I didn't knock or ring the bell.  I let myself in through the garden gate, and down the steps passed the pool to the first door.  I knocked and listened to the birds and noted that the sun hadn't yet come over Blithedale Ridge. My cell rings.  My husband, urging me to go get coffee, calm down and wait an hour before I barge in and embarrass our son. 

“Good idea,” I say. “OK.”

I knocked again and a sleepy teenager answered.  My guy was across the pool in the main house and I asked the boy if he would tell him that his mom was here.  When he came to the door he looked worried, and asked what was wrong. 

"You didn't call." 

"Yeah I did."

"No, you didn't.  Get your things and meet me in the car."  I thanked the sleepy messenger and walked back up to the street and waited for him.

He didn't waste time, threw his things in the back and got in the passenger seat barefoot and bleary eyed. He insisted that he had called after the show, at eleven, until I showed him my call log on my phone and asked to see his.  Nothing since nine p.m.  Then he says he was too caught up in the moment, that his phone, keys and jacket were rolled in a ball under the seat where he couldn't reach them. 


I am so relieved to have him in the car and that he is whole and alive -- and so fucking pissed at him that I tear up when I say,  "You lied.  That is the part that disappoints me the most.  Why would you feel that you need to lie to me? You had an opportunity to establish a foundation of trust here. It was so easy. All you had to do is call and check in. I want you to go out in the world and be with friends and see music and have fun.  I want you to show me that you can do this and make good choices and be safe and check in.  I have to ask myself, what would cause you to not check in?  You are always so good about this.  And then you lie. That's the worst part."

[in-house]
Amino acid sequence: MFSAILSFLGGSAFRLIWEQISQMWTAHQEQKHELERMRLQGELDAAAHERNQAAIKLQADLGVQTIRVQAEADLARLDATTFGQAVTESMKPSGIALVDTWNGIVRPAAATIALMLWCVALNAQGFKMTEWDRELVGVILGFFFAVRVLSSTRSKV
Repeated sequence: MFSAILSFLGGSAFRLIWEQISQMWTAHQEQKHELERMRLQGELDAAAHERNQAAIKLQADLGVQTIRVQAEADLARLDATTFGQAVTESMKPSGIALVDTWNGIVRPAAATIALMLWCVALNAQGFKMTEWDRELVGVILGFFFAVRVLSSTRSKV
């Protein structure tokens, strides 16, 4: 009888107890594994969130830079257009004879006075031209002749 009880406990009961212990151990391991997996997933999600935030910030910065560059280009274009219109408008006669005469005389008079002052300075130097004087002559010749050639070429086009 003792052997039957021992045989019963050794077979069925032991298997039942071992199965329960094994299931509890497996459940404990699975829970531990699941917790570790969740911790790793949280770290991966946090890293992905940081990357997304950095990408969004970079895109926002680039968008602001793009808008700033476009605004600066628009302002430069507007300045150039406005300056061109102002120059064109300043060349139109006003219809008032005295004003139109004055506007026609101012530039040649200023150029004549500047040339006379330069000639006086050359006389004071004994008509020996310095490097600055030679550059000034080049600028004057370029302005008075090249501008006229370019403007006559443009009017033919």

Now, my six-foot, two-inch, one hundred eight-five pound boy is shaking and tearing up and apologizing.  "I screwed up.  I'm sorry, but I swear I didn't drink or do drugs." 

I nod, "Well, fine.  But you also swore that you called.  So there's that." 

I'll never know why he didn't call.  I do know he'll at least think about it next time, and hopefully he will get it right.  That morning I made him sit with me at the Depot café and have coffee and chat for over an hour while the sun came up.  He was clearly uncomfortable and really didn't look too good.  I enjoyed that.  His leash has been drastically shortened and did he ever make a nice Mother's Day breakfast for me the next morning, complete with coffee just how I like it.  He volunteered to unload the dishwasher and asked if he could help me plant tomatoes.  He and his brother took me to see “Star Trek.”  He accepted his younger brothers’ ribbing about how “mom kicked your ass.”

Sadly, I know I'll do it again.

By Mary Allison Tierney

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Sunday, June 21, 2009


From the Mouth of Babes Come All Kinds of Words

Last week, while clearing away the dinner dishes, my boys, Ethan, five, and Alex, three, began their debate. 

Ethan, in an authoritative voice, fired the first shot with, “Storm troopers have cooler weapons than Jedis, you know.”

“No, Jedis are good guys,” answers Alex.  He doesn’t even know a light saber from a blaster.

You’re so stupid, Alex.  Storm troopers have cooler ships.”

“No, Jedi!”  Alex pounded his fist on the table.

“Hey!”  I interjected, “Next one to fight with his brother eats dessert alone in the dining room!”